How much does Ursula von der Leyen earn?
Ursula von der Leyen’s father was a top German politician. His defeat in the Lower Saxony state elections in 1990 prompted the doctorate to go into politics herself. Under Chancellor Angela Merkel, von der Leyen headed three ministries one after the other. At the end of 2019 she became the first female Commission President in EU history. The cherished Ursula von der Leyen’s assets are 3 million euros.
Ursula von der Leyen’s income
Before Ursula von der Leyen concentrated on her political career in the early 2000s, she worked as a doctor and as a research assistant at the Hannover Medical School. Her gross salary was probably at least 5,000 euros a month. So she could begin building her fortune. As a politician, salaries increased and Ursula von der Leyen’s fortune increased accordingly. As Federal Minister, who was von der Leyen from 2005 to 2019, she received monthly office salaries of around 15,000 euros gross. Since she had a seat in the Bundestag from 2009 to 2019, During this period, her salary as Federal Minister increased to just under 19,000 euros gross per month.
Salary as EU Commission President
As President of the EU Commission, von der Leyen earns a gross annual base salary of 334,836 euros, which corresponds to a gross salary of 27,903 euros. In addition, there are allowances such as travel expenses and expense allowances, which are referred to as household allowances. As President of the EU Commission, Ursula von der Leyen earns a monthly salary of 32,500 euros gross. This corresponds to an annual salary of EUR 390,000. This means that she can continue to grow her wealth well.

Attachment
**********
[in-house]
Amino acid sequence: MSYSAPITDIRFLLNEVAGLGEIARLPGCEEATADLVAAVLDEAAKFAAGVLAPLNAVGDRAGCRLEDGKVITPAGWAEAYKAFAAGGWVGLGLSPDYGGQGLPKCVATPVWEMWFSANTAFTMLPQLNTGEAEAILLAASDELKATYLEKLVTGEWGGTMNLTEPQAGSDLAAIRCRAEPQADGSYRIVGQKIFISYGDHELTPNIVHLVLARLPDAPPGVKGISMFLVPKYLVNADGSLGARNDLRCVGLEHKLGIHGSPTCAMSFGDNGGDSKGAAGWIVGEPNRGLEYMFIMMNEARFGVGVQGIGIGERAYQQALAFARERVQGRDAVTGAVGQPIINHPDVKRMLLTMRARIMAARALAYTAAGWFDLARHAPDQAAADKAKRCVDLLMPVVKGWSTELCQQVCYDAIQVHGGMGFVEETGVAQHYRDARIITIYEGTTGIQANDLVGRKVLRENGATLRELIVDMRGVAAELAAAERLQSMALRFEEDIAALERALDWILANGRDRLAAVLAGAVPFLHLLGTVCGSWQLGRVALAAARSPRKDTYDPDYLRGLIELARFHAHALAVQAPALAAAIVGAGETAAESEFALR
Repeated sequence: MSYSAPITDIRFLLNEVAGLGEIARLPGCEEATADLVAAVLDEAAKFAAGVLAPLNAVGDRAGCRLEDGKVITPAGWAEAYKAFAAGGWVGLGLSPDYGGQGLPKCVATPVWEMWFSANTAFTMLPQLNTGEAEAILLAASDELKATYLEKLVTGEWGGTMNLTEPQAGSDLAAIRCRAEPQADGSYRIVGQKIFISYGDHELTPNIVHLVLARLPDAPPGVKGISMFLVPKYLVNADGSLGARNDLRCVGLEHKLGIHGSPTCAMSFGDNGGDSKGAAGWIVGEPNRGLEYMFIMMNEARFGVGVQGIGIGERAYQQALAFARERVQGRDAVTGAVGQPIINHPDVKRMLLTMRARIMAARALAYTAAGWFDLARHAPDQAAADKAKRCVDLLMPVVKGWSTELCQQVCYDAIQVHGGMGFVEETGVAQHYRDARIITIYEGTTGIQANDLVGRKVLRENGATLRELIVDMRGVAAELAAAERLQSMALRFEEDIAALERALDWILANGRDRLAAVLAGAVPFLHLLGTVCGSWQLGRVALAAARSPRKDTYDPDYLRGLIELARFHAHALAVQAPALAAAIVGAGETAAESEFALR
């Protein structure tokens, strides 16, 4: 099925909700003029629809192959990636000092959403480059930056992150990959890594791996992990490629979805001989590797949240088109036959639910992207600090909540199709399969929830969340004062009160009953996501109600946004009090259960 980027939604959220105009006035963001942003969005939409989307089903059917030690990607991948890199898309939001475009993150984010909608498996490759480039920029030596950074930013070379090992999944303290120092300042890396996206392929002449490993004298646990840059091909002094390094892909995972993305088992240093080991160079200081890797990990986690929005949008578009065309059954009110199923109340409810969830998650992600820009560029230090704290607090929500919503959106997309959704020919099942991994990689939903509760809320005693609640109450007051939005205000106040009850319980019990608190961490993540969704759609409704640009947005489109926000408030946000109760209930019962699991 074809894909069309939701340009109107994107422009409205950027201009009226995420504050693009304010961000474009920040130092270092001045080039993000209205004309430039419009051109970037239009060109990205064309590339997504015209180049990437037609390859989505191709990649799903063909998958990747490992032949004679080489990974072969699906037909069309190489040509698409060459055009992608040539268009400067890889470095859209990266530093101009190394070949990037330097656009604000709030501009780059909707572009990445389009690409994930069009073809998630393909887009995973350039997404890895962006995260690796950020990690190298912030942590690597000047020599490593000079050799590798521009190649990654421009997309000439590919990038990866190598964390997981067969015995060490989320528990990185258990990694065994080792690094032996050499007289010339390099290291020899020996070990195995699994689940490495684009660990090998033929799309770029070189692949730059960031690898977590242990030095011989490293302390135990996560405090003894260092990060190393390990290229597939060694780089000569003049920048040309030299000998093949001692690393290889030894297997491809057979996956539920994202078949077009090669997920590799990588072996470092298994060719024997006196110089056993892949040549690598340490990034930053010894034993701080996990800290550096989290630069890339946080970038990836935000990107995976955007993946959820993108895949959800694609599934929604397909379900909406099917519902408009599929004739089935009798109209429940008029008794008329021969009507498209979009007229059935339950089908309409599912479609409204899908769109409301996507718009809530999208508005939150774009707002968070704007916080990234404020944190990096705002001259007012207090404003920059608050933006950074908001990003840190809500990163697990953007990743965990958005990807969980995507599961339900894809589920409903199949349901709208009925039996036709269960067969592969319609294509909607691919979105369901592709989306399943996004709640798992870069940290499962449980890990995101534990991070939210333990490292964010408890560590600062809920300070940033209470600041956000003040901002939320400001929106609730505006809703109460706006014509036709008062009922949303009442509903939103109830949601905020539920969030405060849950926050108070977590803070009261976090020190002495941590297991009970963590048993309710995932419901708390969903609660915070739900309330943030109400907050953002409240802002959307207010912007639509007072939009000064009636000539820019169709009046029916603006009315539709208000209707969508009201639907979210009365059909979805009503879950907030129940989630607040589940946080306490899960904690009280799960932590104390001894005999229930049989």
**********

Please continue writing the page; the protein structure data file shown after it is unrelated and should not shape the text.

Doctorate in medicine
After Ursula von der Leyen graduated from high school in 1976, she first studied archeology at the University of Göttingen for one year. Then she switched to economics, which she studied in Göttingen and Münster until 1980. She then began studying medicine at the Hannover Medical School (MHH). In 1986 she married Heiko von der Leyen, doctor and university professor, with whom she had seven children from 1987 to 1999. In 1987 she completed her medical studies with a state examination and license to practice medicine. From 1988 to 1992 she worked as an assistant doctor, and in 1991 she received her doctorate. Between 1997 and 2001 she completed postgraduate studies, which she completed with a Master of Public Health. Before joining the state politics of Lower Saxony, she then worked as a research assistant at the MHH.
Career in politics
In 1990 Ursula von der Leyen became a member of the CDU. The reason for this was that her father Ernst Albrecht had previously lost the Lower Saxony Prime Minister election to Gerhard Schröder. In February 2003 von der Leyen was elected to the Lower Saxony state parliament by direct mandate. A month later she became Lower Saxony’s Minister for Social Affairs, Women, Family and Health. At the end of 2004 she was elected to the presidium of the CDU. In August 2005, the then CDU federal chairman appointed Angela Merkel von der Leyen to the party’s internal competence team for family and health. When Merkel was elected Chancellor in November 2005, she accepted von der Leyen as Family Minister in her cabinet.
In the 2009 federal election, Ursula von der Leyen entered the Bundestag for the first time via the CDU state list in Lower Saxony. In addition, she initially remained family minister. However, just one month after she was sworn in, she took over the post of Federal Minister for Labor and Social Affairs in November 2009. With Merkel’s re-election in December 2013, von der Leyen moved to the Ministry of Defense. This made her the first woman in German history to head this ministry. In July 2019, the European Council of Heads of State and Government nominated von der Leyen for the Commission presidency. A few days later she was elected to office with an absolute majority. For this reason, she resigned as defense minister the day after the election, and she also resigned from the CDU federal executive board and the Bundestag. In December In 2019 she took office as the first female Commission President in EU history.
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Unión Europea en Perú from Lima, Perú, [CC BY 2.0], via Wikimedia Commons
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